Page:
She described how Kevin was asked to be an honorary deacon at the church they attend in New Jersey, "because he is so encouraging to everyone. At church, he asks people how their families are, says he'll pray for them, and follows up to let them know that he has been praying for them."

It's not just strangers for whom Kevin prays. "My husband and I were separated for a time, and Kevin kept asking people to pray for his dad," said Jan. "They didn't believe that Kevin's prayers would be answered. Kevin didn't lose hope, and asking people, and our marriage now is better than ever before. We attribute it to Kevin's prayers, and how he drew on the prayers of everyone."

"I don't know what we'd do without him," said Jan.

Speaking with LifeSiteNews, Kevin said that his favorite things to do are "spending time with my family, and keeping God in prayer." He said that he "always knows God," which helps him to "always keep praying for my friends."

"I love my church," said Kevin.

Although it is widely believed that people with Down syndrome are doomed to a life of suffering, in one large survey , 99% of respondents with Down syndrome described themselves as "happy." At the same time, 99% percent of parents said they loved their child with Down syndrome, and 97 percent said they were proud of them.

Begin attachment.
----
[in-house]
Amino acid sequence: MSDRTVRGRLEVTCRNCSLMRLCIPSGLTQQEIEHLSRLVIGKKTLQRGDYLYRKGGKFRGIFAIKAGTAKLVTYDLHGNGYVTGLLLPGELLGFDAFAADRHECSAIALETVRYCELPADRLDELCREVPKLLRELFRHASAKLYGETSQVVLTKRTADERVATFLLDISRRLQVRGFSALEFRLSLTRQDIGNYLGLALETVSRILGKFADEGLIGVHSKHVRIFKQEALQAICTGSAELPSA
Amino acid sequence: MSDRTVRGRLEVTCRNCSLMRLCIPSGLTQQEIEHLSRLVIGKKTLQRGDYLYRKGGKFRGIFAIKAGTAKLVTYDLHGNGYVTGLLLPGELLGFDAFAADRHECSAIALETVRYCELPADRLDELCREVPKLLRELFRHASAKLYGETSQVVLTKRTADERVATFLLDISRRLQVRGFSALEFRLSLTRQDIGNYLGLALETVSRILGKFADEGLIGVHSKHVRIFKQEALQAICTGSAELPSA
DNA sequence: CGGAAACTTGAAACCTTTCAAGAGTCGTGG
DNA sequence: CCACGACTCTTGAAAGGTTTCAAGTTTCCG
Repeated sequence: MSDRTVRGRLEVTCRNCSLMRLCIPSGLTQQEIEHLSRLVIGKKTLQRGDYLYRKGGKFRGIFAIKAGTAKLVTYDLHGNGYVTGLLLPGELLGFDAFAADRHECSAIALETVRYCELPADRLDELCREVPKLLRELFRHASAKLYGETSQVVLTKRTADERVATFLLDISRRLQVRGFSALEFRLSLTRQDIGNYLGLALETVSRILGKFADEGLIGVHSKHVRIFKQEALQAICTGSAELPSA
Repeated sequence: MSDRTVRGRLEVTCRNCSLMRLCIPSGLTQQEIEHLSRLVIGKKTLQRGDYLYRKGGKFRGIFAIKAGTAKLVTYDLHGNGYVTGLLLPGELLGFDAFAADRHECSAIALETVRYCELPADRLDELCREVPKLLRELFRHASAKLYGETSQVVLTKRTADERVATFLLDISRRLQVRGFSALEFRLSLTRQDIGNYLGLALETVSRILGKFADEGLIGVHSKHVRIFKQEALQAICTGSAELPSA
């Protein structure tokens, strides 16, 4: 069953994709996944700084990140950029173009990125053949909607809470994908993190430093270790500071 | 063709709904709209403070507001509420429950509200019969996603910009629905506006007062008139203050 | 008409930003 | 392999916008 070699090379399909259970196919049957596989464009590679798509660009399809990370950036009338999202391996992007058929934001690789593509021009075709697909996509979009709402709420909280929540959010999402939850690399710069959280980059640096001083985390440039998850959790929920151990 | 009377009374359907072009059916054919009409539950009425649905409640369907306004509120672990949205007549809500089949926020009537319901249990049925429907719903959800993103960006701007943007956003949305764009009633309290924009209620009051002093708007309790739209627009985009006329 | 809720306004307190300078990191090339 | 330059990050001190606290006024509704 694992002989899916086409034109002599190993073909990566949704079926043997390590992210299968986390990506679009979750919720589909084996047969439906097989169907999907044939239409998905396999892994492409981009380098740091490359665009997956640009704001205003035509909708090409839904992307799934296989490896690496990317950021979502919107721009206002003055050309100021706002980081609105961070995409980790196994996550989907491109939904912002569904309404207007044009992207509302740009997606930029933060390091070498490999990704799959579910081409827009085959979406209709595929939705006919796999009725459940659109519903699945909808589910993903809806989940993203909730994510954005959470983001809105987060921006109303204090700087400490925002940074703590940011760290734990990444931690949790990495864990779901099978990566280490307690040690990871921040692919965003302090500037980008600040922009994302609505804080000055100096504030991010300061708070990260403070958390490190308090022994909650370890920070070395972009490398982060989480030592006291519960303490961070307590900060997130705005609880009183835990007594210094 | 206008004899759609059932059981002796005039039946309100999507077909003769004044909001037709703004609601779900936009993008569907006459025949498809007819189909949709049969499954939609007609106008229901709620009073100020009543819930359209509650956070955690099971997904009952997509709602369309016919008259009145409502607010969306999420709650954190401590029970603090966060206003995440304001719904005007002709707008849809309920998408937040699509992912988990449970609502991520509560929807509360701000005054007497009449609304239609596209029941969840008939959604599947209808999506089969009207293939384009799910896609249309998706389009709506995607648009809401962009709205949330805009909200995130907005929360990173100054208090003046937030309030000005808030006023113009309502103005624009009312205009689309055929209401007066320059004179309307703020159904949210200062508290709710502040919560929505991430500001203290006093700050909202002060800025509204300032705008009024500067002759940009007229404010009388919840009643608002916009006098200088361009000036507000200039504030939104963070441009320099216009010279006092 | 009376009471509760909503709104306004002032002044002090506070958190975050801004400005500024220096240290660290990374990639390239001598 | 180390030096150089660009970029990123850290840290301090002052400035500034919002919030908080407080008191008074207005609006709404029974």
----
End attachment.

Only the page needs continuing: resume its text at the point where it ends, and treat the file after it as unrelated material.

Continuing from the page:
Only 4 percent of parents who responded said they regretted having their child.

Despite this, it is estimated that in many Western countries the abortion rate of children diagnosed in utero with Down syndrome is 90%, or even higher. The development of new and more accurate tests for the condition has raised concerns among Down syndrome advocates that that number could rise even higher. 

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President George Bush takes the ice bucket challenge in a video released this week.